Wednesday, January 4, 2012

I May Not Know Much About Art, but I Know What I Don't Like

Above: Colonel Sanders O'Hara and his daughter Scarlett on board My Old Kentucky Dinner Train.

Comments at my previous post have inspired me to elaborate a bit about one of the major stumbling blocks in Literary Criticism.

We were at the Missouri Governor's Mansion performing our comedy murder mystery Gone with the Passing of the Wind.

The Governor's Mansion is quite beautiful, and both the guests and the servers were in full formal attire. Indeed, the servers were milling about in tails offering drinks to the guests on silver platters - just like you see in those old movies. We were told that the servers were State prisoners on a kind of work release.

The show begins with me as Scarlett O'Hara's father, whom I play as Colonel Sanders. After giving the "top ten list" of his "eleven secret herbs and spices" (which includes "Number Ten, Grease" and "Number Six, Methyl-hydrogenated-polysorbate-butane") the Colonel bemoans the Lost Cause.

"One day," he exclaims, "the South will rise again, and we're gonna make the world safe for slavery!"

Now this is a joke.

And sometimes you have to explain a joke, which I will do now and which perhaps we should have done that night. The joke is a parody of Woodrow Wilson's rationalization of World War I, in use up until this day, that U.S. foreign wars are an attempt to "make the world safe for democracy". And so, in one line, Colonel Sanders O'Hara is poking fun both at 20th & 21st Century Imperialism as well as the less than noble institution of slavery that served as the primary issue behind the Civil War.

A week later, the director of the Mansion called us. "We received complaints about that joke," she said.

"From whom?" I asked.

"From the servers."

The servers.

In other words, the prisoners.

Indeed, most of the servers were black, and they were offended, thinking that I was somehow endorsing slavery (of course, the character I played was, but I wasn't). This is a prime example of -

Confusing the depiction of sin with the endorsement of sin.

The fact that a character in a silly little play I wrote is a racist does not mean that I am a racist, or that the play endorses that character's point of view. In fact, had the prisoners gotten the joke, they would have realized that that line is in that play specifically to make fun of racism. This is why I enumerated as one of my complaints against a Protestant worldview in my last post, "they think that art or fiction that depicts sin is itself sinful, regardless of the context in which or the purpose for which the sin is depicted".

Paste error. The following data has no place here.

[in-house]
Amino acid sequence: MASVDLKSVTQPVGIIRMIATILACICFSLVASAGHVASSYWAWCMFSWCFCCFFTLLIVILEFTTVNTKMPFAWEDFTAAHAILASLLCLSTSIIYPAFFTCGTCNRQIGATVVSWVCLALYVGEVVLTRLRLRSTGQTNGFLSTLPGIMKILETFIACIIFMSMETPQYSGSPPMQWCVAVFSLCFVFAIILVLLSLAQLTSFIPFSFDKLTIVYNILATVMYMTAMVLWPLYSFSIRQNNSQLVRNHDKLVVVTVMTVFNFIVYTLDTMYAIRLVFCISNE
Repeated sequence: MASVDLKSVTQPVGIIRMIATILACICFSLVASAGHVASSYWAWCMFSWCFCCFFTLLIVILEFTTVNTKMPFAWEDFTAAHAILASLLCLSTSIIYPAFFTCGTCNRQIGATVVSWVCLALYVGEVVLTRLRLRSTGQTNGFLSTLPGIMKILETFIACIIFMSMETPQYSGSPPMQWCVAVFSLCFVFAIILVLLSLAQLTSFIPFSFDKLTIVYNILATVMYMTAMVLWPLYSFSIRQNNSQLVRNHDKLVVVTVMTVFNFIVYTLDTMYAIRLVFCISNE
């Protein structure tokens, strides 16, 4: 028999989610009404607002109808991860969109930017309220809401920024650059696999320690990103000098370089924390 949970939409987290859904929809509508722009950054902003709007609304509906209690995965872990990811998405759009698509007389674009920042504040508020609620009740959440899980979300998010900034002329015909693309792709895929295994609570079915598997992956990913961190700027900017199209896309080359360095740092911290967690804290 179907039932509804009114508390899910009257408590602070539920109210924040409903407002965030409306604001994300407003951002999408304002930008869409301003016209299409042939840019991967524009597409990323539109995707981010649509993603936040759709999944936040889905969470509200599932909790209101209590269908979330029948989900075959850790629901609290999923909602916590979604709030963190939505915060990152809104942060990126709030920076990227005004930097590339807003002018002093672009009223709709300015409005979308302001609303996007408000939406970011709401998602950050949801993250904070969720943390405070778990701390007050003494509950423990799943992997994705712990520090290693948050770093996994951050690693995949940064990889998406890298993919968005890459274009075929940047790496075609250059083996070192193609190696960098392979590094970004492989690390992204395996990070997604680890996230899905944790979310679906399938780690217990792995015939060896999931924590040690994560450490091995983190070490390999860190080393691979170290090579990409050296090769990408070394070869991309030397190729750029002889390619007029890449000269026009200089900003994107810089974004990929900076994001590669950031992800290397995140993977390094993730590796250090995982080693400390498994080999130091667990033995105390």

So we have the humorlessness of the prisoners, passed along by their keepers, the politically correct and equally humorless State of Missouri (a slave state until the War, incidentally).

But we see this all the time, especially in Catholic Fiction. One of the reasons our literary output does not attract readers beyond the Catholic Ghetto is that publishers and writers these days tend to be squeamish about the role of sin in a story, and for that matter in Salvation History. We cringe at Flannery O'Connor because we really don't think Jesus Christ would lower himself quite so much as to save the utterly despicable characters in her tales.

This comes from a lingering Puritanism. It is another example of what's in the Protestant air we breathe, and air that has molded even our Catholic lungs.


Mrs. Pinkerton said...

I credit Flannery with almost single-handedly rescuing me from Puritanism.

Now if only something could be done about all those badly-written and/or highly implausible 'Catholic' novels (no swearing, no real conflict, no sin, very little temptation, and everyone who isn't Catholic in Chapter 1 converts to the Church by story's end...)

Anonymous said...

It was not uncommon to use the prison population as a sort of replacement to slavery after the Civil War. Perhaps the joke hit a little too close to home for the people serving at the party.